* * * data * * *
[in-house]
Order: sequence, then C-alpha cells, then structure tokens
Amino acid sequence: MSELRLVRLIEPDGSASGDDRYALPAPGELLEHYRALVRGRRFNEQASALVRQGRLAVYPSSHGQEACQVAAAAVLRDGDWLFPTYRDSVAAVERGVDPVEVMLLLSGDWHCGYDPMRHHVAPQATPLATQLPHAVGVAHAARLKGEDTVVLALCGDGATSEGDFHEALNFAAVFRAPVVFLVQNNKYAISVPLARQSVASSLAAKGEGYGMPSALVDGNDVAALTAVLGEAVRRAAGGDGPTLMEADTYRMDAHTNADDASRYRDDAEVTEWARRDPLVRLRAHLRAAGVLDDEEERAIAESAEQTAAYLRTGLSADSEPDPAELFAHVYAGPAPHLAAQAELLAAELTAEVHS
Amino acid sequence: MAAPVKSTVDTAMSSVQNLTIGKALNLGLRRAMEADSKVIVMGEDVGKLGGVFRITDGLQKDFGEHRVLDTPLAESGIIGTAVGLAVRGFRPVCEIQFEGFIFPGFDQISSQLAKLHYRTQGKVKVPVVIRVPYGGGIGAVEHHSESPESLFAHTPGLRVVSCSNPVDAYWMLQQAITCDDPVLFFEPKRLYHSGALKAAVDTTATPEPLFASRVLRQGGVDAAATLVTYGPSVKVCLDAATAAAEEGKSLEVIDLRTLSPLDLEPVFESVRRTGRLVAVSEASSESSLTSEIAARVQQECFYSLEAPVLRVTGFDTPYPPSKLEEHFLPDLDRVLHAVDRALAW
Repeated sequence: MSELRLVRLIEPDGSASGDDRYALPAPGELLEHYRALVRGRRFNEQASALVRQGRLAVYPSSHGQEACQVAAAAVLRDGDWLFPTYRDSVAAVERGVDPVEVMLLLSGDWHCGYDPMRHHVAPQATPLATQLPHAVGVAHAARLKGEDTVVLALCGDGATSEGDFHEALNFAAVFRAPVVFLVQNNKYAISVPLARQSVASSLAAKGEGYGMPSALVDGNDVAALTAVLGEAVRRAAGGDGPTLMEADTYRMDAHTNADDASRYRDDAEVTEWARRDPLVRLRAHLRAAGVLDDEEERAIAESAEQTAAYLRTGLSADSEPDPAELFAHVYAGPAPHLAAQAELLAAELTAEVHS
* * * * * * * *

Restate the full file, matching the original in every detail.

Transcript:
[in-house]
Order: sequence, then C-alpha cells, then structure tokens
Amino acid sequence: MSELRLVRLIEPDGSASGDDRYALPAPGELLEHYRALVRGRRFNEQASALVRQGRLAVYPSSHGQEACQVAAAAVLRDGDWLFPTYRDSVAAVERGVDPVEVMLLLSGDWHCGYDPMRHHVAPQATPLATQLPHAVGVAHAARLKGEDTVVLALCGDGATSEGDFHEALNFAAVFRAPVVFLVQNNKYAISVPLARQSVASSLAAKGEGYGMPSALVDGNDVAALTAVLGEAVRRAAGGDGPTLMEADTYRMDAHTNADDASRYRDDAEVTEWARRDPLVRLRAHLRAAGVLDDEEERAIAESAEQTAAYLRTGLSADSEPDPAELFAHVYAGPAPHLAAQAELLAAELTAEVHS
Amino acid sequence: MAAPVKSTVDTAMSSVQNLTIGKALNLGLRRAMEADSKVIVMGEDVGKLGGVFRITDGLQKDFGEHRVLDTPLAESGIIGTAVGLAVRGFRPVCEIQFEGFIFPGFDQISSQLAKLHYRTQGKVKVPVVIRVPYGGGIGAVEHHSESPESLFAHTPGLRVVSCSNPVDAYWMLQQAITCDDPVLFFEPKRLYHSGALKAAVDTTATPEPLFASRVLRQGGVDAAATLVTYGPSVKVCLDAATAAAEEGKSLEVIDLRTLSPLDLEPVFESVRRTGRLVAVSEASSESSLTSEIAARVQQECFYSLEAPVLRVTGFDTPYPPSKLEEHFLPDLDRVLHAVDRALAW
Repeated sequence: MSELRLVRLIEPDGSASGDDRYALPAPGELLEHYRALVRGRRFNEQASALVRQGRLAVYPSSHGQEACQVAAAAVLRDGDWLFPTYRDSVAAVERGVDPVEVMLLLSGDWHCGYDPMRHHVAPQATPLATQLPHAVGVAHAARLKGEDTVVLALCGDGATSEGDFHEALNFAAVFRAPVVFLVQNNKYAISVPLARQSVASSLAAKGEGYGMPSALVDGNDVAALTAVLGEAVRRAAGGDGPTLMEADTYRMDAHTNADDASRYRDDAEVTEWARRDPLVRLRAHLRAAGVLDDEEERAIAESAEQTAAYLRTGLSADSEPDPAELFAHVYAGPAPHLAAQAELLAAELTAEVHS